N. Korea warns US against military force

Josh Smith
North Korea has ramped up the rhetoric, warning the US against military action, as a deadline nears

North Korea says it will take "prompt corresponding actions" if the United States resorts to military force, state media reports, as tensions rise ahead of Pyongyang's year-end deadline for stalled denuclearisation talks.

The statement came on Wednesday just hours after North Korea announced it would convene a rare gathering of top ruling-party officials later this month, and state media showed photos of leader Kim Jong-un taking a second symbolic horse ride on the country's sacred Mt Paektu.

US President Donald Trump, in Britain for a NATO summit, said on Tuesday that Washington could use military force against North Korea "if we have to", though he added he still hoped for talks.

Kim was "displeased to hear" those comments, Pak Jong-chon, chief of the General Staff of the Korean People's Army, said in a statement carried by North Korea's state news agency KCNA.

"I clearly state here that if the US uses any armed forces against the DPRK, we will also take prompt corresponding actions at any level," Pak said, using the initials of North Korea's official name, the Democratic People's Republic of Korea.

"The use of armed forces against the DPRK will be a horrible thing for the US."

North Korea and the US are still technically at war and the state of truce could turn into an "all-out armed conflict any moment" even by accident, Pak said.

For the second time in two months, Kim visited Mt Paektu on horseback, this time accompanied by senior military officers, aimed at instilling the mountain's "indefatigable revolutionary spirit" in the people, KCNA reported.

Kim has warned the US it has until the end of the year to offer more concessions or North Korea will pursue an unspecified "new path". Analysts say that may include a resumption of intercontinental ballistic missile launches or nuclear tests.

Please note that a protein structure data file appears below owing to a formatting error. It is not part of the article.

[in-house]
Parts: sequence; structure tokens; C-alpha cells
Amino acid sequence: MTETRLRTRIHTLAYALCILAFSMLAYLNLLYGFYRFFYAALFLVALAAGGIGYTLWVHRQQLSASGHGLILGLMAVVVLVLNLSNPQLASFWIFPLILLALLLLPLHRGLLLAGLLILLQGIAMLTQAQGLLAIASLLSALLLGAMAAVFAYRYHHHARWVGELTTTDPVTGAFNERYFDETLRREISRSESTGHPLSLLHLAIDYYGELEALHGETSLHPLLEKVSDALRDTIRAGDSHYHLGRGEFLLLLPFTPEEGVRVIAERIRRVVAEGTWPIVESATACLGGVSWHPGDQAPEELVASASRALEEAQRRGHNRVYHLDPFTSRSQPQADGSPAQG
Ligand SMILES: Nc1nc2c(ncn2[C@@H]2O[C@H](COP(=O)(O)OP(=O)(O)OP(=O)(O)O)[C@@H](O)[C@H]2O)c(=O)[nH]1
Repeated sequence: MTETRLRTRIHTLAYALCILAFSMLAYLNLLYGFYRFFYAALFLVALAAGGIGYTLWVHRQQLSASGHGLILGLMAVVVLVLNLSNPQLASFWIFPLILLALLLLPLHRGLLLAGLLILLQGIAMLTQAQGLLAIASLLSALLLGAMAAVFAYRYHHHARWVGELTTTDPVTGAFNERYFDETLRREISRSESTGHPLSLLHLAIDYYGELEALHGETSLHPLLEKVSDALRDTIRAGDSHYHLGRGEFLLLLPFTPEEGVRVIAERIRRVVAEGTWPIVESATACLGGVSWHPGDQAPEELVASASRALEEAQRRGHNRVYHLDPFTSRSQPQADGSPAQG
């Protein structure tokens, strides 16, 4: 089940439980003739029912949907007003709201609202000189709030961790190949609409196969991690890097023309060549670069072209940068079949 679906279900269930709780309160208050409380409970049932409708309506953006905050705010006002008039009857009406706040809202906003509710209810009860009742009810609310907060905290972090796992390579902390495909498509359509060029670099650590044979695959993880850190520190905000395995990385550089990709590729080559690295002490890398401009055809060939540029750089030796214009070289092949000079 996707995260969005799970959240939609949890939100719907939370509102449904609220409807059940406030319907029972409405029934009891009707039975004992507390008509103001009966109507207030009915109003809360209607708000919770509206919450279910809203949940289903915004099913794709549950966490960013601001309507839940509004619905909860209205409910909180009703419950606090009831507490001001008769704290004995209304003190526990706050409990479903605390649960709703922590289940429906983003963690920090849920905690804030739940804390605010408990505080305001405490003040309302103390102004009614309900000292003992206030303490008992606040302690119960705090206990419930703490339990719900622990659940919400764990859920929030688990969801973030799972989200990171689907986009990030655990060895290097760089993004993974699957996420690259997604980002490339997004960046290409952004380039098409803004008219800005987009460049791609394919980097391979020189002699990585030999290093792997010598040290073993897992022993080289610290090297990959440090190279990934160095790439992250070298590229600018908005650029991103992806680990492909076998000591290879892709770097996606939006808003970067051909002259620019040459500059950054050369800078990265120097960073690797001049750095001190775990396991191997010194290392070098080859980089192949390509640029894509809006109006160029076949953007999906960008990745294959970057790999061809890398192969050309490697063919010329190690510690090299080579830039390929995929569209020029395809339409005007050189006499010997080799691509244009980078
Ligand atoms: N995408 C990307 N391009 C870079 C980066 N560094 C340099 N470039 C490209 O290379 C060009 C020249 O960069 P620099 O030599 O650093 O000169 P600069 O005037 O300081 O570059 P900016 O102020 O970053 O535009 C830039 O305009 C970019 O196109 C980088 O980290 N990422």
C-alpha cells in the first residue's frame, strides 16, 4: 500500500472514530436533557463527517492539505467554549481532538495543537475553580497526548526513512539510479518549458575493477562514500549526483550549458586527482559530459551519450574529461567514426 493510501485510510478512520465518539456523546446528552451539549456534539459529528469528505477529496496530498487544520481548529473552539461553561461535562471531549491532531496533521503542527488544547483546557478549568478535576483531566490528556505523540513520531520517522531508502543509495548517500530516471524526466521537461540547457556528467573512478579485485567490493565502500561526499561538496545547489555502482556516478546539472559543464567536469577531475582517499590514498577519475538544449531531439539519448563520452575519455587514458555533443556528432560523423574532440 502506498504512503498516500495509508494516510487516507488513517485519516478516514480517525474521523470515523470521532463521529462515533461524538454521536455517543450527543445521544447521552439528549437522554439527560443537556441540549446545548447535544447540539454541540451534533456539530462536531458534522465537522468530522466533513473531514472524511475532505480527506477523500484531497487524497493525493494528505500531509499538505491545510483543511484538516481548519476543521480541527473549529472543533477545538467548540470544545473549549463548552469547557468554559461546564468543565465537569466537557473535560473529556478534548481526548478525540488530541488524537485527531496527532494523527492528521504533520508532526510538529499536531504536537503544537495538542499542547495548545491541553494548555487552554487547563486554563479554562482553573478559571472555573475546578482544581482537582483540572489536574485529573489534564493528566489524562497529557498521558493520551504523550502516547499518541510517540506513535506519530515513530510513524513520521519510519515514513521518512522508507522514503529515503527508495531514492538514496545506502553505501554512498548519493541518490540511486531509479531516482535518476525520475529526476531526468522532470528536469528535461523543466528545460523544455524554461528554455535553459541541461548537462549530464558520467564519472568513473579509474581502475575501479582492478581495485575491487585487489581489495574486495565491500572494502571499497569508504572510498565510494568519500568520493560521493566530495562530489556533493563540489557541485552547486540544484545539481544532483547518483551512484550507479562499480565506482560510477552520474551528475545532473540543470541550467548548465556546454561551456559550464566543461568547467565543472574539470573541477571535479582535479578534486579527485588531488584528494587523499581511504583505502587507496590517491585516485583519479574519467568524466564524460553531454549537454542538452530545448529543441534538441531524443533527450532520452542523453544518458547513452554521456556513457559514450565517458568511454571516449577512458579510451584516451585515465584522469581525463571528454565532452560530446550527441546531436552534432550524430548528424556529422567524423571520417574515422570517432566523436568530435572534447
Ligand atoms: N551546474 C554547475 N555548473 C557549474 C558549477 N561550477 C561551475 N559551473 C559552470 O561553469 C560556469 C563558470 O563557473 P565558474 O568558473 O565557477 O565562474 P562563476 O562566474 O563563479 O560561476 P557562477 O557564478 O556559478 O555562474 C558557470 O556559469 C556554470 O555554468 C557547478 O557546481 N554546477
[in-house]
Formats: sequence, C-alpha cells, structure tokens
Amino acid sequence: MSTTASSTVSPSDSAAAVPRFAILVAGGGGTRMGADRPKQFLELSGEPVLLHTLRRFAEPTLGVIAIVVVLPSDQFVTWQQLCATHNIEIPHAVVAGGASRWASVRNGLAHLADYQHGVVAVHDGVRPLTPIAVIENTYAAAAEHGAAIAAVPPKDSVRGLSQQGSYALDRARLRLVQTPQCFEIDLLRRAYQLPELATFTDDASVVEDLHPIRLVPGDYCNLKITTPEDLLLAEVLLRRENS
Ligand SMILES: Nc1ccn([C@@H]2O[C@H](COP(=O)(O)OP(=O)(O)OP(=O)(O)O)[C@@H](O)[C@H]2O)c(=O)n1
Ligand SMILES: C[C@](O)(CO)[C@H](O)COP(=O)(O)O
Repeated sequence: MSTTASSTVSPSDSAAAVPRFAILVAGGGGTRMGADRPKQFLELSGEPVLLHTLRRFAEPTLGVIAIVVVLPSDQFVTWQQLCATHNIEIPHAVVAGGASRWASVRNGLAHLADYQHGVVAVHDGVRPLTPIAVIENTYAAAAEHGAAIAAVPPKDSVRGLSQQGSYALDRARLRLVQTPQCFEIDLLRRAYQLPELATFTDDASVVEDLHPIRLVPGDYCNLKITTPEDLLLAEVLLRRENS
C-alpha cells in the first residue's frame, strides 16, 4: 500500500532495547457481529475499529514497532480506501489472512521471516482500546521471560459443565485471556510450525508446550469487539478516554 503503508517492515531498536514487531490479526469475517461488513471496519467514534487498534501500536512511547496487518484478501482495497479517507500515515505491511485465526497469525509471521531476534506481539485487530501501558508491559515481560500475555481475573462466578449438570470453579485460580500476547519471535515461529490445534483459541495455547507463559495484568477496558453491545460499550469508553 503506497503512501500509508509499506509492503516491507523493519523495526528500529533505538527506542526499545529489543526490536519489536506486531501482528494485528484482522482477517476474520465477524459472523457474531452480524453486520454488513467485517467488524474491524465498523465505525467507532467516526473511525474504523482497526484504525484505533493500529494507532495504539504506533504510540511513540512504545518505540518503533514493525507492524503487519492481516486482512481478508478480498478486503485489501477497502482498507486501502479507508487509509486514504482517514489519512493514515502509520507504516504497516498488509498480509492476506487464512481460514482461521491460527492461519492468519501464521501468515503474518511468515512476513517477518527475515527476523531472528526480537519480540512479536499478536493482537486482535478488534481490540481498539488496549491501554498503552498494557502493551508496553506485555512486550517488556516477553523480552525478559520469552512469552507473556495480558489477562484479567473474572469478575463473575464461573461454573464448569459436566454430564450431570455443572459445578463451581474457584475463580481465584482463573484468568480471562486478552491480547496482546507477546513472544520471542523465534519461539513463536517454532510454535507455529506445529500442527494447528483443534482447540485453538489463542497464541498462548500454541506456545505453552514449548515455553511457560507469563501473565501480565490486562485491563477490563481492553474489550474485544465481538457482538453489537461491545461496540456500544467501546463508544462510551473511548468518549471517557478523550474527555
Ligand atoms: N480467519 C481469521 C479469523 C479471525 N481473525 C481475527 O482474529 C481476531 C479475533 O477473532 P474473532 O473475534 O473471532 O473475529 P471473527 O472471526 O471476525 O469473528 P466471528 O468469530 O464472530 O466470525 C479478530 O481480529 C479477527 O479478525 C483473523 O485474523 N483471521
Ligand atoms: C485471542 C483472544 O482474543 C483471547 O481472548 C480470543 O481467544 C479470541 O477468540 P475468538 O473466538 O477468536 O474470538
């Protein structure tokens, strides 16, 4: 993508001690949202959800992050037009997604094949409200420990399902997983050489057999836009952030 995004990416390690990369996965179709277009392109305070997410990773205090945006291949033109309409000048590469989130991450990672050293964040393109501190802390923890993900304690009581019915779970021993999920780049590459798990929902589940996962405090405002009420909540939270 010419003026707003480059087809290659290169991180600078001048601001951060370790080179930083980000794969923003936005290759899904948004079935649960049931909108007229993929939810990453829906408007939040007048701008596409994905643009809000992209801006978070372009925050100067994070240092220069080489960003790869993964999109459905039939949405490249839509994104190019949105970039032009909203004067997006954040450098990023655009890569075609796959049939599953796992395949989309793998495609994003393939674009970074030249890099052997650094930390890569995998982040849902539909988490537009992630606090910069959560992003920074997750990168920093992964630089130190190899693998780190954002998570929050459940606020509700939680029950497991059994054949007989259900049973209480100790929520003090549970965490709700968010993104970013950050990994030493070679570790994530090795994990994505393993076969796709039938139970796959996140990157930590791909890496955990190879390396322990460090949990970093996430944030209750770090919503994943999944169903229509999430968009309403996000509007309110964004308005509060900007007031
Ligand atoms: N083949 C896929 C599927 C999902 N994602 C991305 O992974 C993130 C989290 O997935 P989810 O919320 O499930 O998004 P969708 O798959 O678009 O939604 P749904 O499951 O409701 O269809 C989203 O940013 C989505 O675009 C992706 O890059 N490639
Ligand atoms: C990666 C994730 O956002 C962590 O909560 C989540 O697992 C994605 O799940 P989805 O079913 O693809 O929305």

US officials have called for more talks while playing down the deadline as "artificial" and warning that it would be a "huge mistake and a missed opportunity" for North Korea to take any provocative steps.

But North Korean state media have carried a steady chorus of statements in recent weeks, saying Washington should not ignore the warning and dismissing US calls for talks as a stalling tactic.

The 15-member United Nations Security Council met behind closed doors on Wednesday over missile launches conducted by North Korea last week. Following the meeting, the council's five European members condemned Pyongyang's "provocative actions".

"The DPRK has conducted 13 sets of ballistic missile launches since May and continued to operate its nuclear program", Britain, France, Poland, Belgium and Germany said in a statement, urging Pyongyang to engage in meaningful talks with the US on denuclearisation.

North Korea announced that a Plenary Meeting of the Central Committee of the ruling Workers' Party of Korea would meet sometime in late December.

KCNA said the plenum would discuss and decide on "crucial issues" in light of the "changed situation at home and abroad".

The timing of this plenum is unusual because it comes before the year-end deadline, as well as before Kim's expected New Year's address, said Rachel Minyoung Lee, an analyst with NK News, a website that monitors North Korea.

"That Pyongyang is opting to hold this meeting before the end of the year indicates its strong resolve," she said. "Taking the party plenum announcement and the Mount Paektu visit together, the 'resolve' seems to be that North Korea will not cave in to the US, and that it will keep charging on despite the difficulties."